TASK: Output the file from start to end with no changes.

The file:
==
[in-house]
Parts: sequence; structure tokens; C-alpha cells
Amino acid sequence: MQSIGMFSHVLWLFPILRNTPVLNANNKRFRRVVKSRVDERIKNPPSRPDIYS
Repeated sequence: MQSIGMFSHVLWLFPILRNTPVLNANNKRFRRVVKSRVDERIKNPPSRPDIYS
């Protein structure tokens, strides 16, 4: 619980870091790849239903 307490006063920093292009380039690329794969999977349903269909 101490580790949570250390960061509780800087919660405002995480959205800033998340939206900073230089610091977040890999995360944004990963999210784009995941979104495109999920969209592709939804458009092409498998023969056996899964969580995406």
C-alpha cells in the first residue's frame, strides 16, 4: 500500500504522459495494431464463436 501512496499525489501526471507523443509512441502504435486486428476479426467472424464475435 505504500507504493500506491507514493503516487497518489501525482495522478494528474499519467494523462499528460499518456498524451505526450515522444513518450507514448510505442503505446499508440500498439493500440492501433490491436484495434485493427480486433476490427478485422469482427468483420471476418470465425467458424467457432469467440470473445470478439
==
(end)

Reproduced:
[in-house]
Parts: sequence; structure tokens; C-alpha cells
Amino acid sequence: MQSIGMFSHVLWLFPILRNTPVLNANNKRFRRVVKSRVDERIKNPPSRPDIYS
Repeated sequence: MQSIGMFSHVLWLFPILRNTPVLNANNKRFRRVVKSRVDERIKNPPSRPDIYS
């Protein structure tokens, strides 16, 4: 619980870091790849239903 307490006063920093292009380039690329794969999977349903269909 101490580790949570250390960061509780800087919660405002995480959205800033998340939206900073230089610091977040890999995360944004990963999210784009995941979104495109999920969209592709939804458009092409498998023969056996899964969580995406």
C-alpha cells in the first residue's frame, strides 16, 4: 500500500504522459495494431464463436 501512496499525489501526471507523443509512441502504435486486428476479426467472424464475435 505504500507504493500506491507514493503516487497518489501525482495522478494528474499519467494523462499528460499518456498524451505526450515522444513518450507514448510505442503505446499508440500498439493500440492501433490491436484495434485493427480486433476490427478485422469482427468483420471476418470465425467458424467457432469467440470473445470478439